Case Status: Court rejected rule on other grounds

Solid Waste Agency of Northern Cook County v. U.S. Army Corps of Engineers

  • U.S. Supreme Court

Federalism Revolution Advances in Supreme Court

The federalism revolution took another step forward as the Supreme Court struck down a federal agency’s expansive interpretation of the Clean Water Act in Solid Waste Agency of Northern Cook County v. U.S. Army Corps of Engineers. The interpretation by the Corps, known as the “Migratory Bird Rule,” allowed the agency to regulate even “intrastate and isolated waters” that could “be used as habitat by . . . migratory birds which cross state lines.” The Corps claimed authority under the Commerce Clause, the Constitution’s grant of federal power to regulate interstate commerce. However, the Court rejected the Corps’ interpretation, saying it would raise serious constitutional problems and “would result in a significant impingement of the States’ traditional and primary power over land and water use.”

On the heels of its successful federalism challenge to the Violence Against Women Act in U.S. v. Morrison, the Center for Individual Rights (CIR) submitted an amicus brief in Solid Waste. Morrison held that the federal government cannot regulate non-economic activity under the Commerce Clause simply because the activity has some indirect effect on interstate commerce. CIR’s brief noted that the Migratory Bird Rule would allow the Corps to regulate even backyard bird feeders visited by migratory birds. In light of Morrison, CIR argued, it’s strange to suggest that a federal agency “can regulate non-economic acts that have some long-range effect on the ability of birds . . . to travel in interstate commerce.”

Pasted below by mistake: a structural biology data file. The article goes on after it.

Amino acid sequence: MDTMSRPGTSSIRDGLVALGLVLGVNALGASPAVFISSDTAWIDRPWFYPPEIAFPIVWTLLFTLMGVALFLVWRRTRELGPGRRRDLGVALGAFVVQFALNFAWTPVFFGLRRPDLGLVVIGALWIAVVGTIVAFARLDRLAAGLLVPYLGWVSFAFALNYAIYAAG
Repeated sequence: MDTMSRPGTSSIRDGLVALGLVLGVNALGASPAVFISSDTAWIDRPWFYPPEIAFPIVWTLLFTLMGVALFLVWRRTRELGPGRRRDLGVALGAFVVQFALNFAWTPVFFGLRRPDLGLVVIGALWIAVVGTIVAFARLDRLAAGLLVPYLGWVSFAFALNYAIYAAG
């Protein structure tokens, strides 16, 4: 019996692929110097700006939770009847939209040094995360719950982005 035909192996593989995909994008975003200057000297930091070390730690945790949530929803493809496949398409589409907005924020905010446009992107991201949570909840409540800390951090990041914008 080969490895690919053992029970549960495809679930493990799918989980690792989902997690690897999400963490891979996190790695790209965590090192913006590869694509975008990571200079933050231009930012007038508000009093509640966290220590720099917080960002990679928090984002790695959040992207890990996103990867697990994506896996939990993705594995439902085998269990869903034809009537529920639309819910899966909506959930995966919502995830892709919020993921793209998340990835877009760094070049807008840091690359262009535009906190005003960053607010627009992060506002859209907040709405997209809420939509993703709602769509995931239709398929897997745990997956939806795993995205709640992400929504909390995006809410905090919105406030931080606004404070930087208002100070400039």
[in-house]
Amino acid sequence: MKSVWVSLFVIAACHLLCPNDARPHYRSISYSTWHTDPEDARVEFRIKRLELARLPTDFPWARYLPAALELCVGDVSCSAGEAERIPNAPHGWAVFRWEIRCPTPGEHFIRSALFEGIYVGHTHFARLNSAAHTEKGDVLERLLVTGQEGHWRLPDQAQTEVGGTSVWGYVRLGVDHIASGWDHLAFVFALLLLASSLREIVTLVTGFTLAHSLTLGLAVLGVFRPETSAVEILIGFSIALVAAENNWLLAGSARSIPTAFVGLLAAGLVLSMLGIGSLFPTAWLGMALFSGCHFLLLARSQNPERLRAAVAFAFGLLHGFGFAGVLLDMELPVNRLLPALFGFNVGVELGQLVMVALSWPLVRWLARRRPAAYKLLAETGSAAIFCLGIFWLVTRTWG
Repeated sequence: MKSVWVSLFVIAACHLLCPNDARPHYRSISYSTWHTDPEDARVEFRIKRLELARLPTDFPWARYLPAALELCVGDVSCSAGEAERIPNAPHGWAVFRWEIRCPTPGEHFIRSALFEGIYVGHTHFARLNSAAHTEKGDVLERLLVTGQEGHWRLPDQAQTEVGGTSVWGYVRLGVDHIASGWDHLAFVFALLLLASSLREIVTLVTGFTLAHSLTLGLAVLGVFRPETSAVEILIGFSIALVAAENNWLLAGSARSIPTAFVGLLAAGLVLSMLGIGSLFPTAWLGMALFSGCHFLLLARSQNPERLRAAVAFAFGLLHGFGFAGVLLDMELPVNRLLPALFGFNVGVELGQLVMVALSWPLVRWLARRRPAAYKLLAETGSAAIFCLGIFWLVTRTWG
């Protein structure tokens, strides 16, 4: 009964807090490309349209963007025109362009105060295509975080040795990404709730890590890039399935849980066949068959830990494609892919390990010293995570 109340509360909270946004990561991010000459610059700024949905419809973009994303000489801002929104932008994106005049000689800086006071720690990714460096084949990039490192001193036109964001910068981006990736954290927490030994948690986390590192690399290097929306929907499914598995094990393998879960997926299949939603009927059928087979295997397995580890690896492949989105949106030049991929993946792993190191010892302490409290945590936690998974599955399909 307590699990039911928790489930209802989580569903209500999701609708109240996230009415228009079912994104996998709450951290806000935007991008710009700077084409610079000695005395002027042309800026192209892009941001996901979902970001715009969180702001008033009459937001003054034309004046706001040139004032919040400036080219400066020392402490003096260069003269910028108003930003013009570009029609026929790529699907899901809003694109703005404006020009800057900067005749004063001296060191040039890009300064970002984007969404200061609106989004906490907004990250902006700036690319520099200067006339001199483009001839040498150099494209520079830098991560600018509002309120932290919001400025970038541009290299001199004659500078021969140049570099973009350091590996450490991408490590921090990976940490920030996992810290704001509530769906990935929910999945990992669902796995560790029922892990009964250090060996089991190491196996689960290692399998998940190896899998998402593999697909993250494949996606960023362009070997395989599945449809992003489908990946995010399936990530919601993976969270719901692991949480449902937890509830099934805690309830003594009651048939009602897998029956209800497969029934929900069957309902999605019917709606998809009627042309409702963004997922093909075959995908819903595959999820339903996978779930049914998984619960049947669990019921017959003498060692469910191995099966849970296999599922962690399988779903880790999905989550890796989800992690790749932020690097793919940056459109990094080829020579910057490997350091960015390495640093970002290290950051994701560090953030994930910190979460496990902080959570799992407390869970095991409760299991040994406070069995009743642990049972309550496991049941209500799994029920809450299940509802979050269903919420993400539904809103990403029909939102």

Curt A. Levey, CIR’s Director of Legal & Public Affairs, said his organization is “gratified that the Supreme Court has once again made it clear that it will enforce the limits on federal power, whether it’s Congress, federal agencies, or federal prosecutors that attempt to exceed those limits, as the recent Morrison, Solid Waste, and Jones v. U.S. decisions demonstrate. Today’s decision reinforces the Court’s concern about basic tenets of federalism, including limits on the Commerce Clause power and the protection of traditional areas of state concern from federal encroachment.” Levey added that “the decision is also important because of the message it sends to federal agencies that their overly expansive regulations will be viewed skeptically by the Supreme Court.”